HOM SIGMAA (History of Mathematics) The mission of HOM SIGMAA is to provide a forum through which those interested in the history of mathematics can meet, interact, exchange ideas, provide support for one another, and foster increased awareness of the historical background of mathematics.
POM SIGMAA (Philosophy of Mathematics) The mission of POM SIGMAA is to stimulate interest in the philosophy of mathematics in the wider mathematical community; to inform this community of concepts, issues and recent developments in the philosophy of mathematics; and to encourage research in the philosophy of mathematics.
SIGMAA EM (Environmental Mathematics) The mission of SIGMAA EM is to provide a forum for those interested in solving problems arising from environmental sources. SIGMAA EM also promotes awareness of environmental issues and especially the role that mathematics plays in analyzing such issues.
SIGMAA QL (Quantitative Literacy) SIGMAA QL aims to provide a structure within the mathematics community to identify the prerequisite mathematical skills for quantitative literacy (QL) and find innovative ways of developing and implementing QL curricula. We also intend to assist colleagues in other disciplines to infuse appropriate QL experiences into their courses and hope to stimulate the general national dialogue concerning QL.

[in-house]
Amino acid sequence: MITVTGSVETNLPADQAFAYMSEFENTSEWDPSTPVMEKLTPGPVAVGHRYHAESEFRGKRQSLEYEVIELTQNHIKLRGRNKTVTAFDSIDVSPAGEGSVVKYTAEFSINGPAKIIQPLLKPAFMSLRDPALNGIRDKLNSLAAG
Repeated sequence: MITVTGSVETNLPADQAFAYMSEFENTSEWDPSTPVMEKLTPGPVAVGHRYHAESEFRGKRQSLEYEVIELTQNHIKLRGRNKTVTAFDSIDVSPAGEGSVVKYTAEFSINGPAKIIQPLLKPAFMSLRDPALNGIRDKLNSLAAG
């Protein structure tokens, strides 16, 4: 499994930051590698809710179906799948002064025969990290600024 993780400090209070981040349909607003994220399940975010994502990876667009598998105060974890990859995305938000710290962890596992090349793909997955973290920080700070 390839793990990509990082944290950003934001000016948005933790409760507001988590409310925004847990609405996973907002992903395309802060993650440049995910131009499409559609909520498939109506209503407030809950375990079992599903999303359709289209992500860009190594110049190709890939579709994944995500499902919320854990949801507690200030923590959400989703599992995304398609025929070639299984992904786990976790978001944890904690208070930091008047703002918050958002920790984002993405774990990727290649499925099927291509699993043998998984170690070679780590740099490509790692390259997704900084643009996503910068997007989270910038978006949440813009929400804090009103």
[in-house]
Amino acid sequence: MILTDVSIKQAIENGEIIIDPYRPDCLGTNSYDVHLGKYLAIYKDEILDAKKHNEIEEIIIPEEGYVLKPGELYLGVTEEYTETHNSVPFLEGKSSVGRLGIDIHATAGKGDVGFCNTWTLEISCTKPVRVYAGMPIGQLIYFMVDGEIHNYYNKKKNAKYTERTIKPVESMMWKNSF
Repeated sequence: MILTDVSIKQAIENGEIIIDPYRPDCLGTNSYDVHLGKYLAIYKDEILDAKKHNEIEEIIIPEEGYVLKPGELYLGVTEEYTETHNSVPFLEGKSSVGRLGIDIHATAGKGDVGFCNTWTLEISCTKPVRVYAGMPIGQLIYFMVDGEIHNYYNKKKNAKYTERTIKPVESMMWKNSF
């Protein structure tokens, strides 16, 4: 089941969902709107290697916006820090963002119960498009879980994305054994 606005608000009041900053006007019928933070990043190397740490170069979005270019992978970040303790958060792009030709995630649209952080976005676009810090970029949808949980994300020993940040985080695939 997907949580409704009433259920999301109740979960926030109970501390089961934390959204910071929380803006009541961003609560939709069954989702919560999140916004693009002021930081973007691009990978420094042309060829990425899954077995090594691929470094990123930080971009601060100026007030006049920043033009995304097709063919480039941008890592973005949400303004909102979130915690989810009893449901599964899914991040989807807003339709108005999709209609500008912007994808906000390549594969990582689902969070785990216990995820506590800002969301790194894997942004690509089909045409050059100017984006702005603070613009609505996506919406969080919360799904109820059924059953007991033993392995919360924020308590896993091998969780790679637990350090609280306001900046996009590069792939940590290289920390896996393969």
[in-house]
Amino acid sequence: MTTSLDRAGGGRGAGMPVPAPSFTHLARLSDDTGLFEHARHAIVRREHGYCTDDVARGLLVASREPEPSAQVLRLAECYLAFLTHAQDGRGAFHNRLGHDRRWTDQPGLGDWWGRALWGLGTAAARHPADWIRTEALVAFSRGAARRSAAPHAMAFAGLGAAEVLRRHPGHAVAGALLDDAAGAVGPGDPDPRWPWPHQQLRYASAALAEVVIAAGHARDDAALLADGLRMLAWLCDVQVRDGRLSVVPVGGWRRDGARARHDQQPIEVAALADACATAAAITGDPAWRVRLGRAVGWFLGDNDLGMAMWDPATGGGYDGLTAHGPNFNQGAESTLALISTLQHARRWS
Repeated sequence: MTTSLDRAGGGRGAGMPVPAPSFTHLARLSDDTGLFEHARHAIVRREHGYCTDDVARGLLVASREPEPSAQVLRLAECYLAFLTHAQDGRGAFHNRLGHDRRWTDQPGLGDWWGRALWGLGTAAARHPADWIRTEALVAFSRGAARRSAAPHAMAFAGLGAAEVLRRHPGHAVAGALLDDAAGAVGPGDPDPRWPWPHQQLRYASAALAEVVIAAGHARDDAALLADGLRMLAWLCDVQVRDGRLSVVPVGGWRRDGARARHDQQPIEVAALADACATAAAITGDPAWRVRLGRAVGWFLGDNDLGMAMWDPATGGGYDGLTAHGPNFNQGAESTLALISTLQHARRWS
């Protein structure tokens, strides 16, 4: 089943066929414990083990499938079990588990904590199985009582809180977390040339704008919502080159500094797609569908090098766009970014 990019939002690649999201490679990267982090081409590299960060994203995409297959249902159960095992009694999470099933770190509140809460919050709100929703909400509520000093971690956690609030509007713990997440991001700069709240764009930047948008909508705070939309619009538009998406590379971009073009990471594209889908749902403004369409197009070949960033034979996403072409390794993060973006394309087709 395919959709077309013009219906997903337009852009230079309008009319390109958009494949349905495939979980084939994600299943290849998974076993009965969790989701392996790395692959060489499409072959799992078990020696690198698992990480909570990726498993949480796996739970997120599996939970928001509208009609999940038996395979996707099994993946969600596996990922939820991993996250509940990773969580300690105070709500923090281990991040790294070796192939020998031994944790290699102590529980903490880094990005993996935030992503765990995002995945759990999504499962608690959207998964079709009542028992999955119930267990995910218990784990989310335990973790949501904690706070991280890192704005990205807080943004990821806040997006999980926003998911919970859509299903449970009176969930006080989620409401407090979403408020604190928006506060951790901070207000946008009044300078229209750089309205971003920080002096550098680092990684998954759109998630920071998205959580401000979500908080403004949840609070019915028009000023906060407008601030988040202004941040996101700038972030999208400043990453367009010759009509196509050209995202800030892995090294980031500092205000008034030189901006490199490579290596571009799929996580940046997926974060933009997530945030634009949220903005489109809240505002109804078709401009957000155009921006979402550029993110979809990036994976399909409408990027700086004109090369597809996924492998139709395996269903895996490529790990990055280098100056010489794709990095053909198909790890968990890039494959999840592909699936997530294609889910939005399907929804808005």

WEB SIGMAA (Mathematics Instruction Using the Web) The mission of WEB SIGMAA is to educate its members about the use of the Web for instruction in mathematics, encourage and facilitate project members using the Web for mathematics instruction, create an interactive community of MAA members interested in using the Web for mathematics instruction, and act as a resource for all MAA members seeking to use the Web for undergraduate instruction.
SIGMAA TAHSM (Teaching Advanced High School Mathematics) The mission of SIGMAA TAHSM is to support MAA members who share an interest in issues related to post-precalculus mathematics at the secondary school level by providing a forum for exchanging ideas, fostering increased understanding of these issues within the MAA, increasing the dialogue between the MAA and high school teachers, and utilizing expertise of the members in guiding and improving mathematical opportunities for advanced high school students.